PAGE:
Grazing Improvement Act Passes House Natural Resources Committee

June 12, 2013 08:47 AM
Grazing Improvement Act Passes House Natural Resources Committee

—National Cattlemen's Beef Association Public Lands Council 

The House of Representatives Committee on Natural Resources today advanced the Grazing Improvement Act (H.R. 657) on a bipartisan vote of 27-15. The legislation, which seeks to improve the livestock grazing permitting processes on lands managed by the Bureau of Land Management (BLM) and the U.S. Forest Service (USFS), will now go to the full House for consideration.

H.R. 657 was introduced in February by Rep. Raúl Labrador (R-Idaho) as companion legislation to S. 258 in the Senate, also introduced in February by Sen. John Barrasso (R-Wyo.). Public Lands Council (PLC) Executive Director and Director of Federal Lands for National Cattlemen’s Beef Association (NCBA) Dustin Van Liew said the Grazing Improvement Act will contribute greatly to providing a stable business environment to federal lands ranchers who face increasing uncertainty as to the future of their livestock grazing permits.

The legislation proposes to increase the term of grazing permits from 10 to 20 years, so that the burdens of National Environmental Policy Act (NEPA) review of expired permits will be reduced, thereby giving ranchers increased certainty that they may continue grazing and their operations will remain viable. Among other provisions to reduce the NEPA burden, the bill also proposes to codify longstanding appropriations language that would allow grazing to continue under existing terms and conditions while the NEPA backlog is being addressed.

"We greatly appreciate the leadership of Rep. Labrador and Natural Resources Committee Chairman Hastings for their leadership on this important issue," Van Liew said. "Ranchers can no longer afford the incredible regulatory and litigious environment created by excessive application of NEPA. If we lose ranchers, we lose the stewards of the land, job providers in the West, and a crucial part of American livestock production. Like last year, we look forward to passage through the House this session."

During the committee’s consideration of the bill, two amendments were offered. An amendment by Labrador, which passed, would exempt range improvements from excessive and unnecessary environmental review and clarify the intent of Congress with regard to who may appeal agency grazing decisions. Van Liew said the amendment will prevent radical environmental groups from abusing the current appeals system, and further reduce the NEPA burden. He said this amendment is especially important at a time when wildfire has ravaged hundreds of miles of fence and many range improvements crucial to the proper care of livestock and the range.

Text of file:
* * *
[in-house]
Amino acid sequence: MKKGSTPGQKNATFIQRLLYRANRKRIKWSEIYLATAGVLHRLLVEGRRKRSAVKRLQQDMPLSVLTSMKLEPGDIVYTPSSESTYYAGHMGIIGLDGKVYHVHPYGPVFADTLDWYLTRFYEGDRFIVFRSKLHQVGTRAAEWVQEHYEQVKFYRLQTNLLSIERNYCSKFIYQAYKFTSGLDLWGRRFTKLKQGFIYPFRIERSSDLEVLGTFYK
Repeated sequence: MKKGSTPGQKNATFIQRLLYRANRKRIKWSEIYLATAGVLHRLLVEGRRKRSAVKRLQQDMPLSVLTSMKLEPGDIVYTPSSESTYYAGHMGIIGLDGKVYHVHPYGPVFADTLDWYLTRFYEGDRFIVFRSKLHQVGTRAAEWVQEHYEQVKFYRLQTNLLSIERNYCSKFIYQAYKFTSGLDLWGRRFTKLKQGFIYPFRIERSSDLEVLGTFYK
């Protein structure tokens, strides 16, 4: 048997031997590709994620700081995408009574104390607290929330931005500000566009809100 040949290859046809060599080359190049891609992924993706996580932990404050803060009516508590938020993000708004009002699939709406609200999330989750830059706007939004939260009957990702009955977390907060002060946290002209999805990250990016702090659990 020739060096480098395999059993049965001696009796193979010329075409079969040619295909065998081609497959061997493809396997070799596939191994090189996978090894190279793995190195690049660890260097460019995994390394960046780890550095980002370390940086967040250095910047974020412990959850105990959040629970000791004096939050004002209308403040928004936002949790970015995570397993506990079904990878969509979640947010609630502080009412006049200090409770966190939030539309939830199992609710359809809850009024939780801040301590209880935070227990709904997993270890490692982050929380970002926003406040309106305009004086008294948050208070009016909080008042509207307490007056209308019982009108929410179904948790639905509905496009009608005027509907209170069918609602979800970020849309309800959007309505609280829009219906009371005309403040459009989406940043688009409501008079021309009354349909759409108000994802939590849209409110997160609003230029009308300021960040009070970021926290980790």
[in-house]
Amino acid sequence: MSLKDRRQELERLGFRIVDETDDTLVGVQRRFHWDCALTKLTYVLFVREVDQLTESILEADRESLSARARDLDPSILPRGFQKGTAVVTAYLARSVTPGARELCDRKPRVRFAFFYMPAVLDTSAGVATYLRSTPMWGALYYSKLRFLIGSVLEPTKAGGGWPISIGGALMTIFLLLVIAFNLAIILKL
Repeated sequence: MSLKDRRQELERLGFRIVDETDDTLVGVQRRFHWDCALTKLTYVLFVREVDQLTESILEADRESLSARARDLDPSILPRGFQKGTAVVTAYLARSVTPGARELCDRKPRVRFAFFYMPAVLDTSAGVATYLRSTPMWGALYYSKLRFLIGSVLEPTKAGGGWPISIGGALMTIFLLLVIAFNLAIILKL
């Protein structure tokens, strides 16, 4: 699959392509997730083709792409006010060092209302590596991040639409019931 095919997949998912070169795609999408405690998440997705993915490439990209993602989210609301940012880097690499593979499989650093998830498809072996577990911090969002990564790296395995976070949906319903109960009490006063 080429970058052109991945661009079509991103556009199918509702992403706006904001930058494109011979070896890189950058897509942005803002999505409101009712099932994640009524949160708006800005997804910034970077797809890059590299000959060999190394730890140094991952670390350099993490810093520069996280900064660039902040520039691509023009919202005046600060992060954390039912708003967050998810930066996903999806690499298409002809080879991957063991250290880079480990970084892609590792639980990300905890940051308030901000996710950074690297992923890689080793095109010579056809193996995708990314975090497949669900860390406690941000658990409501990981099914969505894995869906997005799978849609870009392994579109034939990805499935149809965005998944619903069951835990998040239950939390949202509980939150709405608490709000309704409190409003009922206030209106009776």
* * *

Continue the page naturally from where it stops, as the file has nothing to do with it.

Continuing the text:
An amendment introduced by Rep. Raúl Grijalva (D-Ariz.), which would have imposed an arbitrary 74 percent increase of the federal lands grazing fee on ranchers, failed. The amendment’s alleged purpose was to "offset the increased cost of administering the livestock grazing program."

However, Van Liew asserted that this fee increase would likely decrease revenue to the government by forcing ranchers out of business. He added that the "increased cost" Grijalva mentions is due to overregulation and predatory litigation by radical anti-grazing groups.

"We are pleased that, once again, the proposal to increase the grazing fee was soundly defeated. The current grazing fee is fair, is based on market criteria and accurately reflects the cost of operating on public lands. The effects of the loss of public lands grazing on both the environment and the local economies in the West would be devastating," he said. "Altogether, the Grazing Improvement Act is now stronger than ever, and we look forward to seeing this commonsense legislation coming to a vote by the full House."

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